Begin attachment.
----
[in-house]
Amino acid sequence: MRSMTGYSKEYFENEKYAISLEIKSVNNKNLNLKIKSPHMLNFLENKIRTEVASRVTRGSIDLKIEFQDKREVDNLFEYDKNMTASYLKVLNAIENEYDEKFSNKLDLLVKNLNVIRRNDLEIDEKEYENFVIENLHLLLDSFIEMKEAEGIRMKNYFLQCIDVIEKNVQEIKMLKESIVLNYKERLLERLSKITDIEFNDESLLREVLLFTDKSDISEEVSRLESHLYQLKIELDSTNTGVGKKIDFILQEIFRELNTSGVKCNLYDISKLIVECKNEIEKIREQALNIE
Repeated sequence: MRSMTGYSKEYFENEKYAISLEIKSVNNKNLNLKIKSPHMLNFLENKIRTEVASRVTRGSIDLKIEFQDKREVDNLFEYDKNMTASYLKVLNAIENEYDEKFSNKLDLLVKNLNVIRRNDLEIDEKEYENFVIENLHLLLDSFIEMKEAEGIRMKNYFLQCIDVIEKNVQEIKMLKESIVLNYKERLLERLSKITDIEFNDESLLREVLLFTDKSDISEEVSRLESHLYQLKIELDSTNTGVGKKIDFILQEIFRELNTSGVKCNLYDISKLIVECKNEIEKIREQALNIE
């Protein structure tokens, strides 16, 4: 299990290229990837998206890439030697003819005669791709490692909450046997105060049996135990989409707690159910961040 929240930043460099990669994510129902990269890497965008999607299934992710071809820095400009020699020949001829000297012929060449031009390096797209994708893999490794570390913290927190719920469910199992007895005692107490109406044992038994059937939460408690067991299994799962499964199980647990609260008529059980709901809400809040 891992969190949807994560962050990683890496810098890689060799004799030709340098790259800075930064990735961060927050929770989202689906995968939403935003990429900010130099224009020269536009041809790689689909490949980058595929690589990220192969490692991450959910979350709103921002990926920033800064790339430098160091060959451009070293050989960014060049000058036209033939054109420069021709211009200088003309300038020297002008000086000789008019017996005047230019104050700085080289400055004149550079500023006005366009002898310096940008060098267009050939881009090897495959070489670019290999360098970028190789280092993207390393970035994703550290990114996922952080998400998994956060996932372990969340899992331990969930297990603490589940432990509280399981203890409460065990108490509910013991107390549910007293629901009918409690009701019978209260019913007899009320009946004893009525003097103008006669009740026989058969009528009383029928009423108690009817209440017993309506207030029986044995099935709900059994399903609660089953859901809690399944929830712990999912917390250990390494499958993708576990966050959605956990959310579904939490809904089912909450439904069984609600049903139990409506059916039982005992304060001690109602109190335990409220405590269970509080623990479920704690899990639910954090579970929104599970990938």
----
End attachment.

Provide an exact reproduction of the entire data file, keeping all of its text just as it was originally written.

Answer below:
[in-house]
Amino acid sequence: MRSMTGYSKEYFENEKYAISLEIKSVNNKNLNLKIKSPHMLNFLENKIRTEVASRVTRGSIDLKIEFQDKREVDNLFEYDKNMTASYLKVLNAIENEYDEKFSNKLDLLVKNLNVIRRNDLEIDEKEYENFVIENLHLLLDSFIEMKEAEGIRMKNYFLQCIDVIEKNVQEIKMLKESIVLNYKERLLERLSKITDIEFNDESLLREVLLFTDKSDISEEVSRLESHLYQLKIELDSTNTGVGKKIDFILQEIFRELNTSGVKCNLYDISKLIVECKNEIEKIREQALNIE
Repeated sequence: MRSMTGYSKEYFENEKYAISLEIKSVNNKNLNLKIKSPHMLNFLENKIRTEVASRVTRGSIDLKIEFQDKREVDNLFEYDKNMTASYLKVLNAIENEYDEKFSNKLDLLVKNLNVIRRNDLEIDEKEYENFVIENLHLLLDSFIEMKEAEGIRMKNYFLQCIDVIEKNVQEIKMLKESIVLNYKERLLERLSKITDIEFNDESLLREVLLFTDKSDISEEVSRLESHLYQLKIELDSTNTGVGKKIDFILQEIFRELNTSGVKCNLYDISKLIVECKNEIEKIREQALNIE
């Protein structure tokens, strides 16, 4: 299990290229990837998206890439030697003819005669791709490692909450046997105060049996135990989409707690159910961040 929240930043460099990669994510129902990269890497965008999607299934992710071809820095400009020699020949001829000297012929060449031009390096797209994708893999490794570390913290927190719920469910199992007895005692107490109406044992038994059937939460408690067991299994799962499964199980647990609260008529059980709901809400809040 891992969190949807994560962050990683890496810098890689060799004799030709340098790259800075930064990735961060927050929770989202689906995968939403935003990429900010130099224009020269536009041809790689689909490949980058595929690589990220192969490692991450959910979350709103921002990926920033800064790339430098160091060959451009070293050989960014060049000058036209033939054109420069021709211009200088003309300038020297002008000086000789008019017996005047230019104050700085080289400055004149550079500023006005366009002898310096940008060098267009050939881009090897495959070489670019290999360098970028190789280092993207390393970035994703550290990114996922952080998400998994956060996932372990969340899992331990969930297990603490589940432990509280399981203890409460065990108490509910013991107390549910007293629901009918409690009701019978209260019913007899009320009946004893009525003097103008006669009740026989058969009528009383029928009423108690009817209440017993309506207030029986044995099935709900059994399903609660089953859901809690399944929830712990999912917390250990390494499958993708576990966050959605956990959310579904939490809904089912909450439904069984609600049903139990409506059916039982005992304060001690109602109190335990409220405590269970509080623990479920704690899990639910954090579970929104599970990938």